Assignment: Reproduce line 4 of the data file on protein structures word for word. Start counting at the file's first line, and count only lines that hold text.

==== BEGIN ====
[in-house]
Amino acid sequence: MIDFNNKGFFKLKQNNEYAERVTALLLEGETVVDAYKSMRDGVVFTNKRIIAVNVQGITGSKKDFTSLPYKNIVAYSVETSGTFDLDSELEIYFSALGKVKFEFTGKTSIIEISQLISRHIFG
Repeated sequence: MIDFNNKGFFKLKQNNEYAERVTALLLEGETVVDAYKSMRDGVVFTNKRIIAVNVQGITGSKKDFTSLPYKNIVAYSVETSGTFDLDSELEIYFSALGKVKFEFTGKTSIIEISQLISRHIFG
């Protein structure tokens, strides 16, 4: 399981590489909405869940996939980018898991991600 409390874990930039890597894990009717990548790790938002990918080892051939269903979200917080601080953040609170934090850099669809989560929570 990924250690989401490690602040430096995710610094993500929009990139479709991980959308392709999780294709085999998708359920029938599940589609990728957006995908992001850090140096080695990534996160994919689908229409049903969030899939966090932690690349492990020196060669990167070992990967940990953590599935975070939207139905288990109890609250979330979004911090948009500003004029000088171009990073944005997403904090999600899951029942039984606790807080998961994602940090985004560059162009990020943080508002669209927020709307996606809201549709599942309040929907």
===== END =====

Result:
């Protein structure tokens, strides 16, 4: 399981590489909405869940996939980018898991991600 409390874990930039890597894990009717990548790790938002990918080892051939269903979200917080601080953040609170934090850099669809989560929570 990924250690989401490690602040430096995710610094993500929009990139479709991980959308392709999780294709085999998708359920029938599940589609990728957006995908992001850090140096080695990534996160994919689908229409049903969030899939966090932690690349492990020196060669990167070992990967940990953590599935975070939207139905288990109890609250979330979004911090948009500003004029000088171009990073944005997403904090999600899951029942039984606790807080998961994602940090985004560059162009990020943080508002669209927020709307996606809201549709599942309040929907």